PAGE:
Shang-Chi's Simu Liu to TikTok's Jessia: Canadians who shaped culture in 2021

2021 was a difficult year for arts and entertainment, but superstars from Simu Liu to Justin Bieber shaped popular culture around the world in a major way. CBC News highlights some of the Canadian artists who defined this year.

Simu Liu, Elliot Page, The Weeknd among CBC's picks for top Canadian artists of 2021

Top row, from left: Justin Bieber, Bilal Baig, Simu Liu, Tracey Deer. Bottom row, from left: Jessia, The Weeknd, Denis Villeneuve, Sasha Raddock. (Evan Agostini/The Canadian Press/Invision/AP, Chris Young/The Canadian Press, George Pimentel/The Canadian Press, Dory Chamoun, Riley Stewart, Richard Shotwell/The Canadian Press/Invision/AP, Chris Young/The Canadian Press, Noam Galai/Stringer/Getty) (Photo illustration/CBC)

In a year defined by COVID anxiety and lowered expectations, it can be difficult to recognize success. But despite massive business closures, delayed releases and an incredibly difficult time for the arts in general, artists across television, music and film were not only able to survive 2021 — but topple records, revive franchises and even help reinvent the conventional path to fame.

And from superstars like Simu Liu and The Weeknd, to lesser known up-and-comers adapting to a new kind of industry, Canadians helped lead that charge. Here, CBC News highlights some of the Canadian artists who made headlines and defined the times in 2021.

Tracey Deer

Mohawk filmmaker Tracey Deer made her feature directorial debut with coming-of-age film Beans in 2021. The film is partially inspired by events from Deer's own life, growing up amidst the Oka Crisis in 1990. (Dory Chamoun/Photo illustration/CBC)

In her feature film debut Beans, Mohawk director Tracey Deer revisits her upbringing during the 1990 Oka Crisis, a 78-day standoff that occurred between the Kanien'kehá:ka (Mohawk) community of Kanesatake, the Sûréte du Québec provincial police and the Canadian military. For her powerful rendering of that period — reframed as a fictional coming-of-age story — Deer won Best First Feature Film at the Canadian Screen Awards. 

It's a new era for the director, known for her TV series Mohawk Girls and documentary Club Native. But with Beans, she solidifies her place among a new wave of Indigenous filmmakers bringing authentic stories to life.

Bilal Baig

Bilal Baig is the creator, star and co-writer of Sort Of, a CBC/HBO show about a genderfluid millennial learning to navigate their identity. The Pakistani-Canadian talent is a champion of representation, both on- and off-screen. (Chris Young/The Canadian Press/Photo illustration/CBC)

Not many people make history twice with one project. But Bilal Baig did, with their CBC/HBO dramedy Sort Of: Canadian television now has its first non-binary protagonist and its first queer, South Asian Muslim actor in a lead role. 

The Mississauga, Ont.,-born talent stars as Sabi Mehboob, a gender-fluid millennial straddling family, work and big dreams. At its heart, Sort Of tells the story about the quirks and confusions of an identity in flux — and who better to tell that story than Baig (also the series creator and co-writer), a champion of representation in front of and behind the screen.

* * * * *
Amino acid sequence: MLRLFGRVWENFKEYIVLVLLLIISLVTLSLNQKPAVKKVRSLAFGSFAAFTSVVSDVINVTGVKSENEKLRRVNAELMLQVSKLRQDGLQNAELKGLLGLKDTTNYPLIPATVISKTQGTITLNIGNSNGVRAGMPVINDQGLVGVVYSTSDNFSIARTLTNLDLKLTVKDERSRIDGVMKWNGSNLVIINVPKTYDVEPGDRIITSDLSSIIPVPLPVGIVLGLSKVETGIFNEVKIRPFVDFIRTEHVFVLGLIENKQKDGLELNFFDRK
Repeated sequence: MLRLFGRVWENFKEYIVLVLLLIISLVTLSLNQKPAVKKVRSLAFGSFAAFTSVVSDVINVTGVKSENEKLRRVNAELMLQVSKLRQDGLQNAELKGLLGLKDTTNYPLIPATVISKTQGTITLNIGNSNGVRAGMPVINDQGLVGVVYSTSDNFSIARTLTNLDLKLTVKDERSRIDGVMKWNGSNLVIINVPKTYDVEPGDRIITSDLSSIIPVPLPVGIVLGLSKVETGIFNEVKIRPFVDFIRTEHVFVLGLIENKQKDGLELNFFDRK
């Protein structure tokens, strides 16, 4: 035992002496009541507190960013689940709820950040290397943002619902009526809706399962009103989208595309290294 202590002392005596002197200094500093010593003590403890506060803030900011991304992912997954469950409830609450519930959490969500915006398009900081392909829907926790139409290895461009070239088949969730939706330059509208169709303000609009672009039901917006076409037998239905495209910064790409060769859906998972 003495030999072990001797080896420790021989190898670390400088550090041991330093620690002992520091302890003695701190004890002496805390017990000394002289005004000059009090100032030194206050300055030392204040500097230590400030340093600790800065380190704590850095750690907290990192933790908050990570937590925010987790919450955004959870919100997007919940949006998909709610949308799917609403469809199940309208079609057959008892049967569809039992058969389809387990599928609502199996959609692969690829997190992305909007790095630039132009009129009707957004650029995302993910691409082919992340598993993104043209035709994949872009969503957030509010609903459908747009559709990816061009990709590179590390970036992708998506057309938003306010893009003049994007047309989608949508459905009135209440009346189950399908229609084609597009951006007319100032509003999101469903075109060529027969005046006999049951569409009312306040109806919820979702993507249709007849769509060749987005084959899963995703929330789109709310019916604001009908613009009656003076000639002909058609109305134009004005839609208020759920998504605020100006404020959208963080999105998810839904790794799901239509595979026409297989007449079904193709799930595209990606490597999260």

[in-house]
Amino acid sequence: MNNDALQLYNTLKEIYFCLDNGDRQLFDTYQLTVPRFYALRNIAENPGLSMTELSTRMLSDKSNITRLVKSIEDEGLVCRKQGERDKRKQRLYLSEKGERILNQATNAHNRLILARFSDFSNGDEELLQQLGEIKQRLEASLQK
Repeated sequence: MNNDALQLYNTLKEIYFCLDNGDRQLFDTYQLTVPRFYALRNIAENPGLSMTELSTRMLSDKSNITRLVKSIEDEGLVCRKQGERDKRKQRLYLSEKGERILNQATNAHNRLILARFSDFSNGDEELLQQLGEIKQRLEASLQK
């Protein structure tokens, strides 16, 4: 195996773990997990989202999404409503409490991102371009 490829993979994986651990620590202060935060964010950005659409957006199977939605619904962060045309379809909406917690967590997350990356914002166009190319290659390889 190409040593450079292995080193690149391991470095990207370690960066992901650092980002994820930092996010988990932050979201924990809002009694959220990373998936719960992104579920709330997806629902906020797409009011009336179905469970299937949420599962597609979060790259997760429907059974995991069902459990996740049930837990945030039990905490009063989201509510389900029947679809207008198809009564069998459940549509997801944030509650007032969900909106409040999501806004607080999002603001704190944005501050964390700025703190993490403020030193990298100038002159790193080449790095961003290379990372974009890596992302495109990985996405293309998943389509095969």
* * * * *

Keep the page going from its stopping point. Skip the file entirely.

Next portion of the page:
Elliot Page

Academy Award-nominated actor Elliot Page is working on a memoir. The Halifax-born performer stars in Umbrella Academy, a Netflix show filmed in Toronto. (Mario Anzuoni/Reuters/Photo illustration/CBC)

Page has been charming audiences for years, from indie darling Juno to mega blockbuster Inception. So when the Halifax-born actor came out as a trans man this year, it was clear that the world has seen only a sliver of what he's capable of: "I'm really excited to act, now that I'm fully who I am, in this body," he told TIME Magazine. For his advocacy, Page received an achievement award from Outfest, a major LGBTQ film festival. 

In addition to his lead role in Netflix's Umbrella Academy, the actor signed a deal to develop scripted and unscripted projects for Universal.

Sasha Ruddock

Sasha Ruddock recently won $100,000 to design a new clothing line with fast fashion company Shein. The Brampton, Ont.,-born fashion designer makes size-inclusive clothing with her Flaws of Couture brand. (Noam Galai/Stringer/Getty/Photo illustration/CBC)

Ruddock, the Brampton, Ont.,-born designer behind clothing line Flaws of Couture, won a $100,000 prize from fast fashion company Shein in September — and beat 30 designers from around the world to design a new line in collaboration with the online retailer. This is Ruddock's second collaboration with Shein, and it stays true to her values: all of the designs are size-inclusive, a solution to what she deems the exclusion of plus-sized women in fashion. Khloe Kardashian is among her fans

"I just want people who are wearing my clothes to feel comfortable but elevated," she told CBC News.

Justin Bieber

Justin Bieber is one of the country's most recognizable pop stars. The 27-year-old had a busy year, dropping a new studio album, a documentary, racking up awards — and dropping his Timbiebs donut collab with Tim Hortons. (Evan Agostini/The Canadian Press/Invision/AP/Photo illustration/CBC)

Bieber got busy this year. Having built himself back up after a series of personal troubles, the Stratford, Ont.,-born 27-year-old has again established himself as one of modern pop music's most vital stars.